6. “Swim Safety” – Legumina. Glitchy yet still dreamy, this instrumental track sidles its way up next to you and slowly starts dancing sinuously. It’s got trip-hop cool without having the trip-hop rhythmic identifiers.
7. “Reminisce” – Jabbar. Lo-fi instrumental hip-hop that sounds strongly influenced by dungeon crawling video game soundtracks. Artsy and intriguing, yet still danceable.
8. “Letters from India” – Kevin Cryderman. Adventurous, high-intensity acoustic guitar work is the centerpiece of this folk tune. Cryderman’s voice is strong and the melodies are memorable, but it’s the various sections of intriguing solo acoustic guitar work that really set this track apart.
1. “Hold Your Head Up” – Darlingside. A cross between the icy reverie of Bon Iver and the mystical, quiet folk of Sufjan’s Michigan creates one of the most lovely folk tracks I’ve heard all year. The vocal melodies and harmonies are just astounding. Highly recommended.
2. “RUN” – DANSU. A sleek-yet-punchy indie-pop track that’s a little dancy, a little dreamy, a little guitar-rock-y, and a little Vampire Weekend-y. All of that comes together into a bright, fun track.
3. “Wild Heart” – The Singer and the Songwriter. This is an huge, major-key folk-pop explosion, complete with charging drums and surging guitar. The dignified, careful vocal performance is the perfect counterpoint to the instrumental enthusiasm. The music video does everything right too: a perfect match for the lyrics, the choreography the dance troupe performs is wonderful and inspiring.
4. “Crane Song” – TOLEDO. A waltzing, lilting acoustic guitar strum is matched by a softly crooning voice to create some quiet indie-pop in the vein of Jens Lekman, Belle and Sebastian, and Fionn Regan. The song passes through different movements over its nearly five minutes, showing off different angles of TOLEDO’s sound, and all of them are impressive.
5. “Childhood Ghosts” – Alan Barnosky. Fans of old-school Joe Pug will hear the creaky voice, fans of old Tallest Man on Earth will hear the fingerpicking, and fans of folk will rejoice. This is the second Barnosky track of the last few days, because I’m just so taken with his sound. Great stuff here.
6. “Stay With Me” – The Minnesota Child. Dusky, full-bodied folk-pop that has the gravitas of Fleet Foxes and the enthusiasm of The Oh Hellos. The wordless vocal lines in the bridge are just beautiful, and the organ in the last chorus caps it off perfectly. This is how it’s done, folks. Highly recommended.
7. “Where the Good Buzz Goes” – John John Brown. Brown knows how to spin a story, play a mean folk guitar, and sing like it’s no work at all. This particular track is a blues for a veteran, and Lord knows there aren’t enough blues for them to go around. John John Brown is someone you need to hear. Highly recommended.
8. “The Herpetologist” – Driftwood Scarecrow. If you wished that folk sounded more like Bright Eyes’ I’m Wide Awake, It’s Morning, boy do I have a tune for you. This slightly strummed, delicately sung, fairly twee track has the chord structure and melodic structures to suggest the most disciplined version of Conor Oberst. As a result, this fantastic song is a glistening soap bubble, a beautiful feather floating upward, and a lazy day in a hammock all combined into one.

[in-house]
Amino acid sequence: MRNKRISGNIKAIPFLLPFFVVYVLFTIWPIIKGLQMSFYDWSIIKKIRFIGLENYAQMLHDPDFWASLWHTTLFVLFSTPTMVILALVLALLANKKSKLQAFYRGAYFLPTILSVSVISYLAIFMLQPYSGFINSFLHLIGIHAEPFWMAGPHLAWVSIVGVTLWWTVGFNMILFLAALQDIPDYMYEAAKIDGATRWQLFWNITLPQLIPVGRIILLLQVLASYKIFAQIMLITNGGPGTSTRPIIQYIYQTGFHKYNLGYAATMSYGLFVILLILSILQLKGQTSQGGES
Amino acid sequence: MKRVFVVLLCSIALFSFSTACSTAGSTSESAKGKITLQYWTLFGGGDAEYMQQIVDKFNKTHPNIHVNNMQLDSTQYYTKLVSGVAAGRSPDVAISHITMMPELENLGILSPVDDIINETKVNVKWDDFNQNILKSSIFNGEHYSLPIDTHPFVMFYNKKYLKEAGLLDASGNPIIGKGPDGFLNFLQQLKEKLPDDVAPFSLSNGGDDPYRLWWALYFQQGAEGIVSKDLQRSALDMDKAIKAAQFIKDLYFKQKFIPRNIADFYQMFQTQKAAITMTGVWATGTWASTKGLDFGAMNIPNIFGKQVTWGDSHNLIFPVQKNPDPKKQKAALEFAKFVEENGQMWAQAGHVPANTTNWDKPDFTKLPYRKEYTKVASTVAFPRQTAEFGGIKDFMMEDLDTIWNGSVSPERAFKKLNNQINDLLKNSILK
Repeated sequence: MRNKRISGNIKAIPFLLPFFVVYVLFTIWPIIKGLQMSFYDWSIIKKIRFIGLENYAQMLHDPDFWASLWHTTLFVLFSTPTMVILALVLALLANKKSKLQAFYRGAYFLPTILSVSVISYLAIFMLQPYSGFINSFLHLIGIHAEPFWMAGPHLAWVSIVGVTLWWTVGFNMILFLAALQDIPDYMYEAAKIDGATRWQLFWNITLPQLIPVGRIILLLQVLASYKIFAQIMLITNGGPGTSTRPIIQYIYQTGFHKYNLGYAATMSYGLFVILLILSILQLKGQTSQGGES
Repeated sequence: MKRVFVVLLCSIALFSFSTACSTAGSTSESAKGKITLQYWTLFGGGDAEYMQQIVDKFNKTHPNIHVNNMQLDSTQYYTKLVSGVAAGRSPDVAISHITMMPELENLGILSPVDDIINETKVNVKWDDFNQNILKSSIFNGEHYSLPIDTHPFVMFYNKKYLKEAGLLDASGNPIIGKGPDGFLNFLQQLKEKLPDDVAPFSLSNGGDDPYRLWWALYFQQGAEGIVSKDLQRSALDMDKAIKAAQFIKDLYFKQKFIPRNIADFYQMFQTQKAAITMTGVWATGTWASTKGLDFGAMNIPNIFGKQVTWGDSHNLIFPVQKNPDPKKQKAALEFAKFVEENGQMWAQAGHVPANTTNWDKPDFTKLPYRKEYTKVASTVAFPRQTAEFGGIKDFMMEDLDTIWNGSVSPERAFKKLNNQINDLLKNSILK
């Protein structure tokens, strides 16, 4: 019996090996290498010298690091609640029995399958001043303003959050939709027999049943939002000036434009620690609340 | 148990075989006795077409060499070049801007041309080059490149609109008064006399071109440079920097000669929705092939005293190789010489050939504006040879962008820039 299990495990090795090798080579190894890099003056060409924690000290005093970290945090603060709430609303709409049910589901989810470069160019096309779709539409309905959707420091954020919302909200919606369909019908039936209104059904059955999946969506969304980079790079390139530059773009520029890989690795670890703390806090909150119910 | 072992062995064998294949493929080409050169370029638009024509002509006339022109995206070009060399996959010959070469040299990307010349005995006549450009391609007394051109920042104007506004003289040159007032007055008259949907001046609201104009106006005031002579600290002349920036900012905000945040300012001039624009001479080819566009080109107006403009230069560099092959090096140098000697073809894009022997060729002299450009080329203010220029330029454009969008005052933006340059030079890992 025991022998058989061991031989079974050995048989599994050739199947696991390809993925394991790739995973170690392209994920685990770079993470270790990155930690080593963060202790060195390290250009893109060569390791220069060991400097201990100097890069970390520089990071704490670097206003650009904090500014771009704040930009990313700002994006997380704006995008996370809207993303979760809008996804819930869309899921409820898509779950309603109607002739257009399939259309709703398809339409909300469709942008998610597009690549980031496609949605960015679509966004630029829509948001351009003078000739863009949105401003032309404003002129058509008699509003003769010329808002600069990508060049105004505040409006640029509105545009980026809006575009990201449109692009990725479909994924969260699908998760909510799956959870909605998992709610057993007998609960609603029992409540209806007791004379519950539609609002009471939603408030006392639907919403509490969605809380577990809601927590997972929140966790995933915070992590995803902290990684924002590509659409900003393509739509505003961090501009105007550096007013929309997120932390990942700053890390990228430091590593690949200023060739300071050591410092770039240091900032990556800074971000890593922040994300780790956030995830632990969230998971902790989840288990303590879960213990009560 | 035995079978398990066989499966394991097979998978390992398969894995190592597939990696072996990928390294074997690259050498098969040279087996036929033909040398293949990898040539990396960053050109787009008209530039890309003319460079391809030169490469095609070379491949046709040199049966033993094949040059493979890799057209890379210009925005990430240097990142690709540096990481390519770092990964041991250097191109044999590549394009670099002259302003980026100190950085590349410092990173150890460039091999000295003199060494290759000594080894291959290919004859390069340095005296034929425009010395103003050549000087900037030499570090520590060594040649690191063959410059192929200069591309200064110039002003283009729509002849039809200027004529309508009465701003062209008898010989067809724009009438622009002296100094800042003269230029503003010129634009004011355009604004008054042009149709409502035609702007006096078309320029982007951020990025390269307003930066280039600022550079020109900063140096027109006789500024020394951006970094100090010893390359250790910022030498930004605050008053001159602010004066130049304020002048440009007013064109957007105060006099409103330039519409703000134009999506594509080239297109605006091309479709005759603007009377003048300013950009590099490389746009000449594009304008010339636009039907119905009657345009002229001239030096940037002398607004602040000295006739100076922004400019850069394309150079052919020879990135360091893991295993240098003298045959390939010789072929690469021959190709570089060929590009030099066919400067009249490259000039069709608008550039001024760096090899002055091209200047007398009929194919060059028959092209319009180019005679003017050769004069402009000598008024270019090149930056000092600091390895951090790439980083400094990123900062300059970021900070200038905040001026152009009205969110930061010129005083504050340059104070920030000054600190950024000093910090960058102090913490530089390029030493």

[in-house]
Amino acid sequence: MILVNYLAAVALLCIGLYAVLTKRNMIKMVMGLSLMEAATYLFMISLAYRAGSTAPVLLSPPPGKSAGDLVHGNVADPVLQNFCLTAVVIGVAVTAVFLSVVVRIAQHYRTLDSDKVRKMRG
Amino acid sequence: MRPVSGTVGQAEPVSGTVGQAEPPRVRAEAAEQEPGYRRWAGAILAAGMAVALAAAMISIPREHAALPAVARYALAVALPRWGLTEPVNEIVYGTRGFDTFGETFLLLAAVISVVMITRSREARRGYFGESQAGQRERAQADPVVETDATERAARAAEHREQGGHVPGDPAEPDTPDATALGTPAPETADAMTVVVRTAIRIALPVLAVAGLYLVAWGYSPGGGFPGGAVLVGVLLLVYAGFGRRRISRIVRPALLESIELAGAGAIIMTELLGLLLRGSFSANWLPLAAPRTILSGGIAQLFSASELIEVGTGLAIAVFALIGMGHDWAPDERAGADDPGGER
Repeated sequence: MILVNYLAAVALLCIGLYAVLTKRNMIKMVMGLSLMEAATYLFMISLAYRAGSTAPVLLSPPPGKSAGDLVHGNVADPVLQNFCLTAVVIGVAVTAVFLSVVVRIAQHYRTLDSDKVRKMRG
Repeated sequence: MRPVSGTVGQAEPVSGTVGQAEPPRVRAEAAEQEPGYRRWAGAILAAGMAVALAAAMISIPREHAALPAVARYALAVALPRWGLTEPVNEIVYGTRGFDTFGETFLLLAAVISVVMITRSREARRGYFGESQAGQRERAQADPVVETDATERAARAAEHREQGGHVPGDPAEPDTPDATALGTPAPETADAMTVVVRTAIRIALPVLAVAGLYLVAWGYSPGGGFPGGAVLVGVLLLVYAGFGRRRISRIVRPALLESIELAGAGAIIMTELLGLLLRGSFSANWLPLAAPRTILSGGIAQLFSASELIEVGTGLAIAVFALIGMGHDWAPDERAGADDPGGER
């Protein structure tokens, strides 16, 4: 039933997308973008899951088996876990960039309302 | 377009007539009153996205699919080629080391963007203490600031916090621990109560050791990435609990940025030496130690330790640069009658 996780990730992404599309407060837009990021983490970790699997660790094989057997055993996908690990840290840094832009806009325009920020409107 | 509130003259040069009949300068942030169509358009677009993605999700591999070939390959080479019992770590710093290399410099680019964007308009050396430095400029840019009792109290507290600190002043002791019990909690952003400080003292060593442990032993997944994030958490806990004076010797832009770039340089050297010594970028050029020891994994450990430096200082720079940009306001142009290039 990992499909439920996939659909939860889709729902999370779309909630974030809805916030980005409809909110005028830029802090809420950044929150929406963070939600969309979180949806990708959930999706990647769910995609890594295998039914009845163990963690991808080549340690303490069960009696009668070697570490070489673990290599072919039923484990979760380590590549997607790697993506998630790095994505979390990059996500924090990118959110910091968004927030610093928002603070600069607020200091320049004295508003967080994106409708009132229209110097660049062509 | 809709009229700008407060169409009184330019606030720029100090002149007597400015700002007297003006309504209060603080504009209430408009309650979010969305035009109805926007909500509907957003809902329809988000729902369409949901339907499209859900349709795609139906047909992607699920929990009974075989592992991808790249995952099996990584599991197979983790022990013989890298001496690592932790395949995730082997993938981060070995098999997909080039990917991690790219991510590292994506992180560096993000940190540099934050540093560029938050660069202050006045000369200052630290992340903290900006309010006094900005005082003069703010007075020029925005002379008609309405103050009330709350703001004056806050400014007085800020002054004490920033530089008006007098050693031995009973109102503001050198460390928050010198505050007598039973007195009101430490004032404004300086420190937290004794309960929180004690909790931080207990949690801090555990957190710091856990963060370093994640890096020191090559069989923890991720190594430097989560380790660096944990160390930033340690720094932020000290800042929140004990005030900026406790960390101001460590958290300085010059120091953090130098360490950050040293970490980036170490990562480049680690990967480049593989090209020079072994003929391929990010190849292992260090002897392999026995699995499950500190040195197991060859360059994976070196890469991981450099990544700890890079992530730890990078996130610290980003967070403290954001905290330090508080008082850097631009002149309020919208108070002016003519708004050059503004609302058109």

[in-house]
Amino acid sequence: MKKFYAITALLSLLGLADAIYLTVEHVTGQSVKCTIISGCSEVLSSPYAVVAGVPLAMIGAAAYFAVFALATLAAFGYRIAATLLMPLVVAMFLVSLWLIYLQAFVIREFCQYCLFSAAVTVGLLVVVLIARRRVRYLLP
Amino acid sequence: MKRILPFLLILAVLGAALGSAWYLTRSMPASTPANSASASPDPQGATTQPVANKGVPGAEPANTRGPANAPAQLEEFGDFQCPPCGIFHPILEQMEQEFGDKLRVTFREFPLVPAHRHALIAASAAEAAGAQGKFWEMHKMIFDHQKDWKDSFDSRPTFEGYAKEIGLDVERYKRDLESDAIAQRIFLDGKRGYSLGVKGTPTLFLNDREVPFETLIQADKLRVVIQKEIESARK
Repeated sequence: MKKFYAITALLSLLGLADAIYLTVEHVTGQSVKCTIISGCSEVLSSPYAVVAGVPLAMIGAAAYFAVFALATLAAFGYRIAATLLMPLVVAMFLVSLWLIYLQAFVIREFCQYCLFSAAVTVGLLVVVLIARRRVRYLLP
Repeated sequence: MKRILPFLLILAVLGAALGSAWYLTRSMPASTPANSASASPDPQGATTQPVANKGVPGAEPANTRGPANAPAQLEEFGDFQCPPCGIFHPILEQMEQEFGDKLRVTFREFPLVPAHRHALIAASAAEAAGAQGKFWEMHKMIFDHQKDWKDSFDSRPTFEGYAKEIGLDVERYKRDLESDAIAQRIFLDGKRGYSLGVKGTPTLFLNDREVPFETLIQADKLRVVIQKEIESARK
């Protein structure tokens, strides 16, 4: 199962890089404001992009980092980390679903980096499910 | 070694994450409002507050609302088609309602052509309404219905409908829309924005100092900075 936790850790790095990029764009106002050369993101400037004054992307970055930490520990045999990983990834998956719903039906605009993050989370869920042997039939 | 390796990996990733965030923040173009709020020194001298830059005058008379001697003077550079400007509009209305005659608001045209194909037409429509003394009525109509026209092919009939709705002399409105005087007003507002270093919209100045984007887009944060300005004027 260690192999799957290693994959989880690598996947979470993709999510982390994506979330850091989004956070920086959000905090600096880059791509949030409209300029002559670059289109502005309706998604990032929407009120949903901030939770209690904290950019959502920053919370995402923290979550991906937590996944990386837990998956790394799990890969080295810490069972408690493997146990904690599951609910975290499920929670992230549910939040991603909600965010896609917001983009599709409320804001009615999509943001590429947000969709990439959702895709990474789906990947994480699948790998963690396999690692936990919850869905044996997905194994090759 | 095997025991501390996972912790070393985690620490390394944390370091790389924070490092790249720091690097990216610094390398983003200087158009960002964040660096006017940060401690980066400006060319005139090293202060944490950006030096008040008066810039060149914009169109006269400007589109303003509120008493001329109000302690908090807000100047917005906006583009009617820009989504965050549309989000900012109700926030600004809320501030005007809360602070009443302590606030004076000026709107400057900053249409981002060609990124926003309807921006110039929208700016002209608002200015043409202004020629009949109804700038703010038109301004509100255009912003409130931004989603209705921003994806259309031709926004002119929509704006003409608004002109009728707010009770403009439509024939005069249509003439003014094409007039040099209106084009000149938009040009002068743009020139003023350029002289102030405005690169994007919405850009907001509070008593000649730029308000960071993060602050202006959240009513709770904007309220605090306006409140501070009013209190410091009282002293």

9. “Savannah” – Brooks Dixon. This alt-country tune features strong instrumental performances in the verses and a knock-out chorus. Dixon’s vocal melodies in the chorus will stick in your head for a long time. There’s a lot of charm and heart in this tune.
10. “Forth Year” – Jack Shields. A gritty vocal performance flows over a smooth, warm west-coast country track. The multiple layers of vocals really make this track special.
11. “Richmond, Meet Richard” – Richard Sherfey. Sherfey knows how to use his voice to best effect: he’s able to subtly sing over delicate fingerpicking and also soar a huge line out of nowhere for the chorus. Fans of serious songwriters (Joseph Arthur, Damien Rice, and Richard Buckner for starters) have a new songwriter to track.
12. “Lone Bulb” – Crooked Cat Adams. Starts off slow, but builds to include electronic percussion, horn, organ, and electric guitar crunch in a very impressive arrangement. It’s hard to come up with comparisons for something so unique, but I guess it sounds somewhat like Neutral Milk Hotel (the horns at 2:50!) merged with a mellowed-out Lord Huron (?). It’s just good music, okay? You should go listen to it.
1. “Old Freight” – Alan Barnosky. Barnosky’s evocative, high-pitched voice grabbed me from the first note he sang. He pairs his oh-so-gripping voice with some excellent folk work–this is how you update trad sounds to sound modern. And the song’s about trains! It doesn’t get folkier than this, friends. Fans of Justin Townes Earle’s bright folk will fall over this one. Highly recommended.
2. “These Days” – Ali Morrison. I love the jaunty, folky guitar style here, reminiscent of Langhorne Slim and others. Morrison takes that upbeat folk base and builds a much sadder song on top of it via synths, his vocal performance, and his downtrodden lyrics. The tension between the guitar and the rest of the arrangement is unique and interesting.
3. “Pieces of a Puzzle” – Daniel Pearson. Fans of the Barr Brothers and Gregory Alan Isakov will find this full-band folk tune much to their liking. Pearson’s wordless vocal melodies in the chorus feel timeless and immediate; the rest of the song slots in perfectly behind it. It’s a song that seems like I’ve always known it, but it’s new to me. Excellent stuff.
4. “Portland” – Strangers by Accident. The drums provide a lot of atmosphere and lift for this folk-pop tune from the very get-go; they keep it rolling in the fun, upbeat chorus. This is top-shelf folk-pop that doesn’t compromise on the folk or the pop: the arrangement is a strong and thoughtful folk tune, while the chorus is one big sonic blast of pop enthusiasm. Also there’s a well-played harmonica, which is always +10 point folk points.
5. “Where Do I Go From Here?” – Liisa. Ukulele-fronted indie-pop will always grab me, but it’s an even easier sell with a chipper vocal performance, fun melody, and handclaps. The most surprising bit of this song is the bassist, who goes off on swift runs and bouncy rhythms like it’s Graceland up in here. Rad rad rad.